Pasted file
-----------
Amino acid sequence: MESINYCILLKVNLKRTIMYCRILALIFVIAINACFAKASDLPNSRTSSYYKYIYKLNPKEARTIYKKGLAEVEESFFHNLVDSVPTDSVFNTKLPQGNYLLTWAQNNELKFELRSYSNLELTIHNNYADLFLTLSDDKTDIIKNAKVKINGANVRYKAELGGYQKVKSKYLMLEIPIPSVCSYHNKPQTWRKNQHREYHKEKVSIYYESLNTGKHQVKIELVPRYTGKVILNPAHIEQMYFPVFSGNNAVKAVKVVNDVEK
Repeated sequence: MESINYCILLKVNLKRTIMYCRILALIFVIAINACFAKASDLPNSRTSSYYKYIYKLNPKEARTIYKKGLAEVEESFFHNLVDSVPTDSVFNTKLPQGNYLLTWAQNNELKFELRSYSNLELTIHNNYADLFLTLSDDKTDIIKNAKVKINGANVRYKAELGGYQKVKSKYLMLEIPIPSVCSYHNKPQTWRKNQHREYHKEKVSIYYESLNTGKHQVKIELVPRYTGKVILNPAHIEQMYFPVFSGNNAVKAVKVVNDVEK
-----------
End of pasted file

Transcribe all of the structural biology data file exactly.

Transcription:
Amino acid sequence: MESINYCILLKVNLKRTIMYCRILALIFVIAINACFAKASDLPNSRTSSYYKYIYKLNPKEARTIYKKGLAEVEESFFHNLVDSVPTDSVFNTKLPQGNYLLTWAQNNELKFELRSYSNLELTIHNNYADLFLTLSDDKTDIIKNAKVKINGANVRYKAELGGYQKVKSKYLMLEIPIPSVCSYHNKPQTWRKNQHREYHKEKVSIYYESLNTGKHQVKIELVPRYTGKVILNPAHIEQMYFPVFSGNNAVKAVKVVNDVEK
Repeated sequence: MESINYCILLKVNLKRTIMYCRILALIFVIAINACFAKASDLPNSRTSSYYKYIYKLNPKEARTIYKKGLAEVEESFFHNLVDSVPTDSVFNTKLPQGNYLLTWAQNNELKFELRSYSNLELTIHNNYADLFLTLSDDKTDIIKNAKVKINGANVRYKAELGGYQKVKSKYLMLEIPIPSVCSYHNKPQTWRKNQHREYHKEKVSIYYESLNTGKHQVKIELVPRYTGKVILNPAHIEQMYFPVFSGNNAVKAVKVVNDVEK